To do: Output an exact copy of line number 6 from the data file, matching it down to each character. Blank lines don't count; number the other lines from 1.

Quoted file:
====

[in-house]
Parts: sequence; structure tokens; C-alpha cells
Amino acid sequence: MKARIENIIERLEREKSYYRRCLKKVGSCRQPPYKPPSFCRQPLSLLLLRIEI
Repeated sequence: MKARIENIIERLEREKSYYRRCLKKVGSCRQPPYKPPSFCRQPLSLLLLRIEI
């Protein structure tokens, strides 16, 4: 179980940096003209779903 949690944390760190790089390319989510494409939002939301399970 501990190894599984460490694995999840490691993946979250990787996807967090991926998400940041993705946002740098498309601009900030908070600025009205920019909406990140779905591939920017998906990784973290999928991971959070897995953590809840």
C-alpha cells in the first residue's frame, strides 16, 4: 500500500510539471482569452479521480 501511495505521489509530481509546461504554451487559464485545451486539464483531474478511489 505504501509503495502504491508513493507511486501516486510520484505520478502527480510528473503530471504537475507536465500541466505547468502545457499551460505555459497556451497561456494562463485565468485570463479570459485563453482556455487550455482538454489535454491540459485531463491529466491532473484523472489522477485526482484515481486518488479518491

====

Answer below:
C-alpha cells in the first residue's frame, strides 16, 4: 500500500510539471482569452479521480 501511495505521489509530481509546461504554451487559464485545451486539464483531474478511489 505504501509503495502504491508513493507511486501516486510520484505520478502527480510528473503530471504537475507536465500541466505547468502545457499551460505555459497556451497561456494562463485565468485570463479570459485563453482556455487550455482538454489535454491540459485531463491529466491532473484523472489522477485526482484515481486518488479518491